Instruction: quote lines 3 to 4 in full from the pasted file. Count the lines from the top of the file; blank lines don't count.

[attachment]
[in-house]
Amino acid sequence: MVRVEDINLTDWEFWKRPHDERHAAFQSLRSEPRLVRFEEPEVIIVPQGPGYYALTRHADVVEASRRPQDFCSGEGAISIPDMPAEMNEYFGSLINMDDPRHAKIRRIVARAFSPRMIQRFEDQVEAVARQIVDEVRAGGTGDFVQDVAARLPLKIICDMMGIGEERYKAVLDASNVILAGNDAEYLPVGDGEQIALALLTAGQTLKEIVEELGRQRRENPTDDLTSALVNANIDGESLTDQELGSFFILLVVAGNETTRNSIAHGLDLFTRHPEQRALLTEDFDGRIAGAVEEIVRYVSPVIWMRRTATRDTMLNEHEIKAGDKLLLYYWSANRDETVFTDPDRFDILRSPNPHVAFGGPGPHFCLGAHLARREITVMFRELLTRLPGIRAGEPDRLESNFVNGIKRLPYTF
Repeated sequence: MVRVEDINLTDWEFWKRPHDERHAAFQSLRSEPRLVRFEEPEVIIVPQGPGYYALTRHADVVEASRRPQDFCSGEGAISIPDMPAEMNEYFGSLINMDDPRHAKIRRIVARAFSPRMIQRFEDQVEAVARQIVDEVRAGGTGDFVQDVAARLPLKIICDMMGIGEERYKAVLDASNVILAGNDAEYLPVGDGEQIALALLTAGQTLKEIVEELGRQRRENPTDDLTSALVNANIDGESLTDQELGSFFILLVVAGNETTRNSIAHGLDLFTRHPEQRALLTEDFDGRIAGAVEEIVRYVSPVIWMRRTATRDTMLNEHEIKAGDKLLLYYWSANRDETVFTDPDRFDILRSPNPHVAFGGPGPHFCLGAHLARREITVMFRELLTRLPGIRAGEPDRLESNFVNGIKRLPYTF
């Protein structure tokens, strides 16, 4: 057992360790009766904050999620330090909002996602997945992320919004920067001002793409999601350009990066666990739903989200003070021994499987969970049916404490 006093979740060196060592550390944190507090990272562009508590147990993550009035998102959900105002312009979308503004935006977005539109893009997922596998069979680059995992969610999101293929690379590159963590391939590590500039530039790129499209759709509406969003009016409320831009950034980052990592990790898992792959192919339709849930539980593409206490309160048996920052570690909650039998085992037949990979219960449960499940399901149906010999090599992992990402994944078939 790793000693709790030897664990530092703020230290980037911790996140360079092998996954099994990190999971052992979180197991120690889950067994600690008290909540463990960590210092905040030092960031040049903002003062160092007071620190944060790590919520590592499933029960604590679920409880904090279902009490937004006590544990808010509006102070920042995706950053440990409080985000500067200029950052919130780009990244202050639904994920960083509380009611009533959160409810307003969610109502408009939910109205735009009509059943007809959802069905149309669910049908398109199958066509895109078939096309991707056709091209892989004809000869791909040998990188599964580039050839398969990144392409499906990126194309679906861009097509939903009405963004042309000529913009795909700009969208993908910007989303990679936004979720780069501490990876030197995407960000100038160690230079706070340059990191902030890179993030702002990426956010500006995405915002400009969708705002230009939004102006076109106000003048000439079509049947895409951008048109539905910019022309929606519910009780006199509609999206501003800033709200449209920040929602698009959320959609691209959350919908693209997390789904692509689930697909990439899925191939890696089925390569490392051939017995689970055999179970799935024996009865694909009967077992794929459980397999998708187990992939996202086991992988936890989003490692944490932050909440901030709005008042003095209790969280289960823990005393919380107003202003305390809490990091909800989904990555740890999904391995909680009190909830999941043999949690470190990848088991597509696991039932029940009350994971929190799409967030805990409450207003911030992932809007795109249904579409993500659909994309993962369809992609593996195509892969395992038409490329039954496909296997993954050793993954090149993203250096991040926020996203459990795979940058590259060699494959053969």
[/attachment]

Repeated sequence: MVRVEDINLTDWEFWKRPHDERHAAFQSLRSEPRLVRFEEPEVIIVPQGPGYYALTRHADVVEASRRPQDFCSGEGAISIPDMPAEMNEYFGSLINMDDPRHAKIRRIVARAFSPRMIQRFEDQVEAVARQIVDEVRAGGTGDFVQDVAARLPLKIICDMMGIGEERYKAVLDASNVILAGNDAEYLPVGDGEQIALALLTAGQTLKEIVEELGRQRRENPTDDLTSALVNANIDGESLTDQELGSFFILLVVAGNETTRNSIAHGLDLFTRHPEQRALLTEDFDGRIAGAVEEIVRYVSPVIWMRRTATRDTMLNEHEIKAGDKLLLYYWSANRDETVFTDPDRFDILRSPNPHVAFGGPGPHFCLGAHLARREITVMFRELLTRLPGIRAGEPDRLESNFVNGIKRLPYTF
């Protein structure tokens, strides 16, 4: 057992360790009766904050999620330090909002996602997945992320919004920067001002793409999601350009990066666990739903989200003070021994499987969970049916404490 006093979740060196060592550390944190507090990272562009508590147990993550009035998102959900105002312009979308503004935006977005539109893009997922596998069979680059995992969610999101293929690379590159963590391939590590500039530039790129499209759709509406969003009016409320831009950034980052990592990790898992792959192919339709849930539980593409206490309160048996920052570690909650039998085992037949990979219960449960499940399901149906010999090599992992990402994944078939 790793000693709790030897664990530092703020230290980037911790996140360079092998996954099994990190999971052992979180197991120690889950067994600690008290909540463990960590210092905040030092960031040049903002003062160092007071620190944060790590919520590592499933029960604590679920409880904090279902009490937004006590544990808010509006102070920042995706950053440990409080985000500067200029950052919130780009990244202050639904994920960083509380009611009533959160409810307003969610109502408009939910109205735009009509059943007809959802069905149309669910049908398109199958066509895109078939096309991707056709091209892989004809000869791909040998990188599964580039050839398969990144392409499906990126194309679906861009097509939903009405963004042309000529913009795909700009969208993908910007989303990679936004979720780069501490990876030197995407960000100038160690230079706070340059990191902030890179993030702002990426956010500006995405915002400009969708705002230009939004102006076109106000003048000439079509049947895409951008048109539905910019022309929606519910009780006199509609999206501003800033709200449209920040929602698009959320959609691209959350919908693209997390789904692509689930697909990439899925191939890696089925390569490392051939017995689970055999179970799935024996009865694909009967077992794929459980397999998708187990992939996202086991992988936890989003490692944490932050909440901030709005008042003095209790969280289960823990005393919380107003202003305390809490990091909800989904990555740890999904391995909680009190909830999941043999949690470190990848088991597509696991039932029940009350994971929190799409967030805990409450207003911030992932809007795109249904579409993500659909994309993962369809992609593996195509892969395992038409490329039954496909296997993954050793993954090149993203250096991040926020996203459990795979940058590259060699494959053969």